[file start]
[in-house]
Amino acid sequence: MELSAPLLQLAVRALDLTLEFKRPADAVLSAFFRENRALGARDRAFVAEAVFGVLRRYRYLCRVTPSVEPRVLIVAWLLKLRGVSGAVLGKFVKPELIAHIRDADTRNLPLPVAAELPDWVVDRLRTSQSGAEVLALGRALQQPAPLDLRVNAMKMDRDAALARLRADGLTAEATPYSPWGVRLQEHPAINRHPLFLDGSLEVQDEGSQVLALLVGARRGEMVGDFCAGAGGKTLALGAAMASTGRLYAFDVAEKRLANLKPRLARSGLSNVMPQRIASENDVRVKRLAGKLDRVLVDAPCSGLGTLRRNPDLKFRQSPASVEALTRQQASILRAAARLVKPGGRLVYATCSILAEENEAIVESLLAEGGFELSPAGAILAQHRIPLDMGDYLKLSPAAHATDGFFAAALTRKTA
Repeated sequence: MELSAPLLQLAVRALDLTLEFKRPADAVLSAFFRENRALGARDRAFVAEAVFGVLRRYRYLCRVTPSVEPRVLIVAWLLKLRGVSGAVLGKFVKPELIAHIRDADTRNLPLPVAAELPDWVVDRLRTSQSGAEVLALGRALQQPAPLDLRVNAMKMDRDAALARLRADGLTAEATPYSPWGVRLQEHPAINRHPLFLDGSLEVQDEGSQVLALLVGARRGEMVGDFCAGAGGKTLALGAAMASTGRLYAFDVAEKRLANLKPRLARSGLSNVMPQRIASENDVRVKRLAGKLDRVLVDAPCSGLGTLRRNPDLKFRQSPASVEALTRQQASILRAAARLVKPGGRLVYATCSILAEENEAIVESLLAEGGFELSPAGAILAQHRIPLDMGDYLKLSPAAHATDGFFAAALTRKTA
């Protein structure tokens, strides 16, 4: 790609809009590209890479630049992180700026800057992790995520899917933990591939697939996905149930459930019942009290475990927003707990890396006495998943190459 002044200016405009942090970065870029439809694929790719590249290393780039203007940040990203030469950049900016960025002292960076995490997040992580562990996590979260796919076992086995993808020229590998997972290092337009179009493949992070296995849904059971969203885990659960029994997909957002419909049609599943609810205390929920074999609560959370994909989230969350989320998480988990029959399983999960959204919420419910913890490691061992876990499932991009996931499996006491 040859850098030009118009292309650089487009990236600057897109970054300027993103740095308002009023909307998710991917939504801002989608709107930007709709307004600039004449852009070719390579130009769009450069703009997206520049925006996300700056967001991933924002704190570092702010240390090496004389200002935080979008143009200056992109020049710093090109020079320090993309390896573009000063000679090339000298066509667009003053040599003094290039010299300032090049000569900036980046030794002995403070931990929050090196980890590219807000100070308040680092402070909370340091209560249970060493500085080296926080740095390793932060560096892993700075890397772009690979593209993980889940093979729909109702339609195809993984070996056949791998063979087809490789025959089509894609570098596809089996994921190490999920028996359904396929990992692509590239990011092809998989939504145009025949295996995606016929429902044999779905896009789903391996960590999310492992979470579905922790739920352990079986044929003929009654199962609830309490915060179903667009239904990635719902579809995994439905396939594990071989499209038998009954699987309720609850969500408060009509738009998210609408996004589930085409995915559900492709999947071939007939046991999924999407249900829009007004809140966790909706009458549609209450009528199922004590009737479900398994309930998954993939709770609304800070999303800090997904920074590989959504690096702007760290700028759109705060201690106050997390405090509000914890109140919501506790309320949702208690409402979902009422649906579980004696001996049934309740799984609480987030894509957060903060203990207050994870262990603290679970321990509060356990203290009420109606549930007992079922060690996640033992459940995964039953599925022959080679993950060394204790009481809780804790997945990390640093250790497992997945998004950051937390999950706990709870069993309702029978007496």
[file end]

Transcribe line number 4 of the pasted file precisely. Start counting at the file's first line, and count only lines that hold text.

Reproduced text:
């Protein structure tokens, strides 16, 4: 790609809009590209890479630049992180700026800057992790995520899917933990591939697939996905149930459930019942009290475990927003707990890396006495998943190459 002044200016405009942090970065870029439809694929790719590249290393780039203007940040990203030469950049900016960025002292960076995490997040992580562990996590979260796919076992086995993808020229590998997972290092337009179009493949992070296995849904059971969203885990659960029994997909957002419909049609599943609810205390929920074999609560959370994909989230969350989320998480988990029959399983999960959204919420419910913890490691061992876990499932991009996931499996006491 040859850098030009118009292309650089487009990236600057897109970054300027993103740095308002009023909307998710991917939504801002989608709107930007709709307004600039004449852009070719390579130009769009450069703009997206520049925006996300700056967001991933924002704190570092702010240390090496004389200002935080979008143009200056992109020049710093090109020079320090993309390896573009000063000679090339000298066509667009003053040599003094290039010299300032090049000569900036980046030794002995403070931990929050090196980890590219807000100070308040680092402070909370340091209560249970060493500085080296926080740095390793932060560096892993700075890397772009690979593209993980889940093979729909109702339609195809993984070996056949791998063979087809490789025959089509894609570098596809089996994921190490999920028996359904396929990992692509590239990011092809998989939504145009025949295996995606016929429902044999779905896009789903391996960590999310492992979470579905922790739920352990079986044929003929009654199962609830309490915060179903667009239904990635719902579809995994439905396939594990071989499209038998009954699987309720609850969500408060009509738009998210609408996004589930085409995915559900492709999947071939007939046991999924999407249900829009007004809140966790909706009458549609209450009528199922004590009737479900398994309930998954993939709770609304800070999303800090997904920074590989959504690096702007760290700028759109705060201690106050997390405090509000914890109140919501506790309320949702208690409402979902009422649906579980004696001996049934309740799984609480987030894509957060903060203990207050994870262990603290679970321990509060356990203290009420109606549930007992079922060690996640033992459940995964039953599925022959080679993950060394204790009481809780804790997945990390640093250790497992997945998004950051937390999950706990709870069993309702029978007496």